Starting point is 00:18:46 to get to talk to. So just as like, moist doesn't really have anyone to open up to. So he ends up opening up to Vesanari about a door. I think Vesanari probably has his own element of I want someone to see how clever I'm fucking being. Yes, and expects that moist will engage in that with the devices and the artificers guild. Yeah. Yeah, vimes isn't quite it because although vimes is a bit of a foil, it's different subjects. And vimes is never going to be like, Oh,
Starting point is 00:19:10 clever devices and artists, those girls, he's going to be like, what crimes is this going to create? Yeah. And what paper is this going to create? Yeah. There's, I mean, there's some fun, best, best scenario moments when he's kind of winding up moist about the Owlswick hanging. Yeah. Yeah. And there's, I mean, there's some fun, vets, vets and Ari moments when he's kind of winding up moist about the Owlswick hanging. Yeah. Yeah. And there's a fun moment where he's sort of trying to get moist to eat something and vets and Ari leaned forward as if inviting moist to join a conspiracy and added, I believe the cook does kippers for the guards, very fortifying. And all of this all of him winding moist up in that scene is while he's very carefully
Starting point is 00:19:45 dissecting and eating just the white of a boiled egg. Very, very creepy. Very sinister. Oh, and a lovely bit of metaphor in the city bleeds, Mr. Litvig, and you are the clot I need. Oh yeah, that's a beautiful one. Another bit of British slang clot is a slang word for idiot, quite old fashioned, but... Double meaning, a pun or play on words.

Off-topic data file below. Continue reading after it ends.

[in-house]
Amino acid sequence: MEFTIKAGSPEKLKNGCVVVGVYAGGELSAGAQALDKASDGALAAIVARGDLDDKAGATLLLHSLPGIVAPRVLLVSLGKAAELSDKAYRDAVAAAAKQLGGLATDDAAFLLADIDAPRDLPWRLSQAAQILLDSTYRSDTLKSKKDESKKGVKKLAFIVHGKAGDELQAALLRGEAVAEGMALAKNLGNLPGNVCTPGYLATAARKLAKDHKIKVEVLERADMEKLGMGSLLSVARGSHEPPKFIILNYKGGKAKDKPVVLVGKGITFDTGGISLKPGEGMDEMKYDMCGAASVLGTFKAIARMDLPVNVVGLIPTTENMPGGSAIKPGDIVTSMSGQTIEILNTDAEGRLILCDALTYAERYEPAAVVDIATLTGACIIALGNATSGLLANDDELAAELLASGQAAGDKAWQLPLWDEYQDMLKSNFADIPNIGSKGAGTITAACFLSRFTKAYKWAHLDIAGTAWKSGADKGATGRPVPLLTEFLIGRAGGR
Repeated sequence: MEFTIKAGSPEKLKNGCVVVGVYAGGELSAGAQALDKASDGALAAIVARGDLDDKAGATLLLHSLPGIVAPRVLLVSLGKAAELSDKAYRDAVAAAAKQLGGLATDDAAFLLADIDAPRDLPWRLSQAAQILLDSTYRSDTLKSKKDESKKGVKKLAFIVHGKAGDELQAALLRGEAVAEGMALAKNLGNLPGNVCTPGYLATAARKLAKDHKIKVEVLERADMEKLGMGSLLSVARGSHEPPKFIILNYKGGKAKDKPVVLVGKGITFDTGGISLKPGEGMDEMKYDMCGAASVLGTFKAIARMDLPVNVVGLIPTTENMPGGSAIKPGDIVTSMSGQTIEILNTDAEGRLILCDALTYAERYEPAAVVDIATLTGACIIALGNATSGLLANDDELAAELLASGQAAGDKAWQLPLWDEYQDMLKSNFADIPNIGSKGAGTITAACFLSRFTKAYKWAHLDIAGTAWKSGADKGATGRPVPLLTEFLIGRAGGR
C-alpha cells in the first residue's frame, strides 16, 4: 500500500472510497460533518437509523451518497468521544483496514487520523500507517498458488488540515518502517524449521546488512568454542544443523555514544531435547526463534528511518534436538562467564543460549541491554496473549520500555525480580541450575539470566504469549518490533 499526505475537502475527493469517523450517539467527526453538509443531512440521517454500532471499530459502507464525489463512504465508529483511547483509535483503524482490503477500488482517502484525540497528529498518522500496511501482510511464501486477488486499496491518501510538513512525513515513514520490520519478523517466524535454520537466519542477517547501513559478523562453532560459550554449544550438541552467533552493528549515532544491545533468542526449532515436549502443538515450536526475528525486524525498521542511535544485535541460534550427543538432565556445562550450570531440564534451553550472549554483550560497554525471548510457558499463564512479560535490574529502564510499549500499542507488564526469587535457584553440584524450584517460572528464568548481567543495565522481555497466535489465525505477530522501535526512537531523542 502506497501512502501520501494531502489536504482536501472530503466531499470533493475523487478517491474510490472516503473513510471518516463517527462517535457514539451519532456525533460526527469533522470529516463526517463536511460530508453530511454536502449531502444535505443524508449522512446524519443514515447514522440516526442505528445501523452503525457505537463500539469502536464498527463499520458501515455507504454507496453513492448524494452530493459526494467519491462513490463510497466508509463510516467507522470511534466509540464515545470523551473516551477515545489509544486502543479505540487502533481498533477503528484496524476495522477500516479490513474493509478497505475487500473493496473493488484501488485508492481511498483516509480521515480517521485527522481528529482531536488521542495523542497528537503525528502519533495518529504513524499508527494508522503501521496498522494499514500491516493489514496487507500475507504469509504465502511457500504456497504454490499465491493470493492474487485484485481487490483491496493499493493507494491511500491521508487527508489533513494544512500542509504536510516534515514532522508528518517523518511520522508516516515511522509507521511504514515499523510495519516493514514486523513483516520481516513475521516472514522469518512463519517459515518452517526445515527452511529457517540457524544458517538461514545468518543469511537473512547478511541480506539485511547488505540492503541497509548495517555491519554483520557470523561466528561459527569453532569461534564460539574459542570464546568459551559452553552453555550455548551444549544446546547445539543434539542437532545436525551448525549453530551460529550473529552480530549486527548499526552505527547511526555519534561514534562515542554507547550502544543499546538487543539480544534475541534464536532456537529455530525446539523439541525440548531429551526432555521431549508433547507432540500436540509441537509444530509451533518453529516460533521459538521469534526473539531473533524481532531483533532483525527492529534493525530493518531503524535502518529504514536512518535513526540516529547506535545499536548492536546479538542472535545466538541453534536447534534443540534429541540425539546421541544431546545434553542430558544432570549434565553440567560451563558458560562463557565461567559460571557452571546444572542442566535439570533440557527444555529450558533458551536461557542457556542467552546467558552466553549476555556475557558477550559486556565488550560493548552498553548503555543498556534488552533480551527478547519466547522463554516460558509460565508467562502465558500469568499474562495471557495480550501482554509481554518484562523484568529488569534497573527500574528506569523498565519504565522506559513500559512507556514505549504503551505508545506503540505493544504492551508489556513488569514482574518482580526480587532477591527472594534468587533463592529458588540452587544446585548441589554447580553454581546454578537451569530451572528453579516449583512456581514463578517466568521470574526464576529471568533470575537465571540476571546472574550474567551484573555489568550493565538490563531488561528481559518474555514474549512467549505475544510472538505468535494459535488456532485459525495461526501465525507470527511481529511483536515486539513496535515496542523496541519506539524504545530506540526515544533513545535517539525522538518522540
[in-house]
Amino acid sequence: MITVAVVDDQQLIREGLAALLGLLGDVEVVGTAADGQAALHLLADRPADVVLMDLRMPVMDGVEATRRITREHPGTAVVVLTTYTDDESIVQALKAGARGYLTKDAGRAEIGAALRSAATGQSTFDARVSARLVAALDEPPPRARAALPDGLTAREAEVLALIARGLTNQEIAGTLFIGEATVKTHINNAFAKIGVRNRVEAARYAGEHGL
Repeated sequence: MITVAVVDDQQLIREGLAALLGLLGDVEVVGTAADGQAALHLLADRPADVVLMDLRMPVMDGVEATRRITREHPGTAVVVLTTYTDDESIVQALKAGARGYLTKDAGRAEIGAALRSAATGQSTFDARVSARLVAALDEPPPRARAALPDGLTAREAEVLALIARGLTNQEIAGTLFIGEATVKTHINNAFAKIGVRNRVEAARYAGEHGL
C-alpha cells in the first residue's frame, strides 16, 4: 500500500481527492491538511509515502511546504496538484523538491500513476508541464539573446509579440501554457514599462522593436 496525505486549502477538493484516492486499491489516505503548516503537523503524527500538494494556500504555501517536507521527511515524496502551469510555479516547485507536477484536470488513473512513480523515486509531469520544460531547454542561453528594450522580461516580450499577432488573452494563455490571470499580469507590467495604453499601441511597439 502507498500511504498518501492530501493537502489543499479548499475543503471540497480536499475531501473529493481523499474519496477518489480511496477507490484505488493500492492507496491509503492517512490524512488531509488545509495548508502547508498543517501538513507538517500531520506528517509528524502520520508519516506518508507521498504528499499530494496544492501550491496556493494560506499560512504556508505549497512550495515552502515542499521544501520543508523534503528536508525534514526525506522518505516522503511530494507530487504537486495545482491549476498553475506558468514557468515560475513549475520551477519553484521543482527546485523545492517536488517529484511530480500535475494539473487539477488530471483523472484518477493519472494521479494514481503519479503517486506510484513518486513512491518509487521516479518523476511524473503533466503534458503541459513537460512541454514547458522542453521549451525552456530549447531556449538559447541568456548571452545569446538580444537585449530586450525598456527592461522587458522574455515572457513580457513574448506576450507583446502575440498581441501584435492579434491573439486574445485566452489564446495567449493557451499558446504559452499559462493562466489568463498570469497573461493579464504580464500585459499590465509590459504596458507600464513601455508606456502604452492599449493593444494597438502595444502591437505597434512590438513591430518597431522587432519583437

Starting point is 00:20:10 Surely not. In our disc world. Speaking of metaphors actually. I always like to keep an eye on any weather metaphors around veterinary and there's a good moment when he's having the conversation outside with the Stygian ring with moist. There was a patch of pale gold among the billows like the yolk of an egg. Yeah, just doubling up on the egg. Yep. But very nice in the concept of the soup of the afternoon. Maybe it's an egg drop soup.
Starting point is 00:20:39 Oh, yeah. I liked the little bit of well building around weather actually mentioning that more crimes tended to happen on rainy nights now because rain washed away the smell and the welds couldn't track you. That's a nice bit of specifically angle for a quail building because on round world I think rainy nights, rain in general times to dampen crime, literally and metaphorically. You tear. The pew, not my words. ROP Waffles, who we learn has finally passed away in this and
Starting point is 00:21:07 Vesinario puts this down. I think we all suspected. I thought he might have done. But we can't let that go past without acknowledging our fallen soldier. No, and very sweet, did he pick out the white ones or whichever it was that Waffles didn't like? Yep. Well then Waffles, you've stank up the place for a good few years. Completely unfounded headcanon that Gaspoage pops to the grave every day and eats the dog biscuit. No, I like that. Let's have that. But yeah, Vesanari is catching on, although he doesn't